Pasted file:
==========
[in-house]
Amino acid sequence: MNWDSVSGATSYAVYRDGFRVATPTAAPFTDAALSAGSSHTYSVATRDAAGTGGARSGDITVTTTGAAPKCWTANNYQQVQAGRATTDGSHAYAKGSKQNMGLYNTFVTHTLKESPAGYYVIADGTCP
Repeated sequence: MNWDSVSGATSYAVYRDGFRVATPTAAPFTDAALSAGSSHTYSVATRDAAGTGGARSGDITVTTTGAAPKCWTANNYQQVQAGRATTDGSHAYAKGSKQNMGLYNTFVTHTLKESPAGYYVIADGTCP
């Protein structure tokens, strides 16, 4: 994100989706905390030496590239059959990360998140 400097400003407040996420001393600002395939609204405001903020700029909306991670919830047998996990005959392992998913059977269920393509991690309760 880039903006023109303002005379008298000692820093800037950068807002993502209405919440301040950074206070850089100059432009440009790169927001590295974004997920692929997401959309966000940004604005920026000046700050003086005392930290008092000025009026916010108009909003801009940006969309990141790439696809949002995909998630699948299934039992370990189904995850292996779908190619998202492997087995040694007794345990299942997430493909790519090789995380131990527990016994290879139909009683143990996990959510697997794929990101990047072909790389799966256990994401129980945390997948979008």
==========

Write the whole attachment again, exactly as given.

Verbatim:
[in-house]
Amino acid sequence: MNWDSVSGATSYAVYRDGFRVATPTAAPFTDAALSAGSSHTYSVATRDAAGTGGARSGDITVTTTGAAPKCWTANNYQQVQAGRATTDGSHAYAKGSKQNMGLYNTFVTHTLKESPAGYYVIADGTCP
Repeated sequence: MNWDSVSGATSYAVYRDGFRVATPTAAPFTDAALSAGSSHTYSVATRDAAGTGGARSGDITVTTTGAAPKCWTANNYQQVQAGRATTDGSHAYAKGSKQNMGLYNTFVTHTLKESPAGYYVIADGTCP
């Protein structure tokens, strides 16, 4: 994100989706905390030496590239059959990360998140 400097400003407040996420001393600002395939609204405001903020700029909306991670919830047998996990005959392992998913059977269920393509991690309760 880039903006023109303002005379008298000692820093800037950068807002993502209405919440301040950074206070850089100059432009440009790169927001590295974004997920692929997401959309966000940004604005920026000046700050003086005392930290008092000025009026916010108009909003801009940006969309990141790439696809949002995909998630699948299934039992370990189904995850292996779908190619998202492997087995040694007794345990299942997430493909790519090789995380131990527990016994290879139909009683143990996990959510697997794929990101990047072909790389799966256990994401129980945390997948979008």